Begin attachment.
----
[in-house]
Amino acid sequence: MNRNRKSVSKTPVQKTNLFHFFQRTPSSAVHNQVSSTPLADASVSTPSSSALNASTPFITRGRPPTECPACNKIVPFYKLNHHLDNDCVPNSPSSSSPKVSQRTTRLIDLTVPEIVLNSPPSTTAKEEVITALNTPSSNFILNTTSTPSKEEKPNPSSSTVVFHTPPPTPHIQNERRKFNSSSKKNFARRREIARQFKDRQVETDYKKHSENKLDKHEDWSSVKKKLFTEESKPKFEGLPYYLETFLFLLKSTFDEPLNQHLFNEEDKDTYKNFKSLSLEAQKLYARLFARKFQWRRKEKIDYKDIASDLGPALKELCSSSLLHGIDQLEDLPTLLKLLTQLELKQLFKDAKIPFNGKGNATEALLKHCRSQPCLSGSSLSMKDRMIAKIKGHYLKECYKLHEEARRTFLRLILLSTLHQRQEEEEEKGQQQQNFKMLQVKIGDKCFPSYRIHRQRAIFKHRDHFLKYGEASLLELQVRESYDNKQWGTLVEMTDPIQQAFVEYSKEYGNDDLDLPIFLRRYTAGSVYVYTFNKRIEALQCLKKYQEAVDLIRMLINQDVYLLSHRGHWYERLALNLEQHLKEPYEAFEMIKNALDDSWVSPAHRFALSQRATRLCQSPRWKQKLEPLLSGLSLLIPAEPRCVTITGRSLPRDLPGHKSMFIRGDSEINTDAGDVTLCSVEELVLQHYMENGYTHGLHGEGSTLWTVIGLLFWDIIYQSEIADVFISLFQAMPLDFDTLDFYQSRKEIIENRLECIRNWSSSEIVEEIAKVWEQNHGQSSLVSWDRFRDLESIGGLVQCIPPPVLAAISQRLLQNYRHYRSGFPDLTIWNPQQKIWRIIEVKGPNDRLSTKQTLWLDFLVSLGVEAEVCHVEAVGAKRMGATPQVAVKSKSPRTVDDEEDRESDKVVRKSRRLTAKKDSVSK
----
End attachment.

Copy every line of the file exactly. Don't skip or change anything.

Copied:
[in-house]
Amino acid sequence: MNRNRKSVSKTPVQKTNLFHFFQRTPSSAVHNQVSSTPLADASVSTPSSSALNASTPFITRGRPPTECPACNKIVPFYKLNHHLDNDCVPNSPSSSSPKVSQRTTRLIDLTVPEIVLNSPPSTTAKEEVITALNTPSSNFILNTTSTPSKEEKPNPSSSTVVFHTPPPTPHIQNERRKFNSSSKKNFARRREIARQFKDRQVETDYKKHSENKLDKHEDWSSVKKKLFTEESKPKFEGLPYYLETFLFLLKSTFDEPLNQHLFNEEDKDTYKNFKSLSLEAQKLYARLFARKFQWRRKEKIDYKDIASDLGPALKELCSSSLLHGIDQLEDLPTLLKLLTQLELKQLFKDAKIPFNGKGNATEALLKHCRSQPCLSGSSLSMKDRMIAKIKGHYLKECYKLHEEARRTFLRLILLSTLHQRQEEEEEKGQQQQNFKMLQVKIGDKCFPSYRIHRQRAIFKHRDHFLKYGEASLLELQVRESYDNKQWGTLVEMTDPIQQAFVEYSKEYGNDDLDLPIFLRRYTAGSVYVYTFNKRIEALQCLKKYQEAVDLIRMLINQDVYLLSHRGHWYERLALNLEQHLKEPYEAFEMIKNALDDSWVSPAHRFALSQRATRLCQSPRWKQKLEPLLSGLSLLIPAEPRCVTITGRSLPRDLPGHKSMFIRGDSEINTDAGDVTLCSVEELVLQHYMENGYTHGLHGEGSTLWTVIGLLFWDIIYQSEIADVFISLFQAMPLDFDTLDFYQSRKEIIENRLECIRNWSSSEIVEEIAKVWEQNHGQSSLVSWDRFRDLESIGGLVQCIPPPVLAAISQRLLQNYRHYRSGFPDLTIWNPQQKIWRIIEVKGPNDRLSTKQTLWLDFLVSLGVEAEVCHVEAVGAKRMGATPQVAVKSKSPRTVDDEEDRESDKVVRKSRRLTAKKDSVSK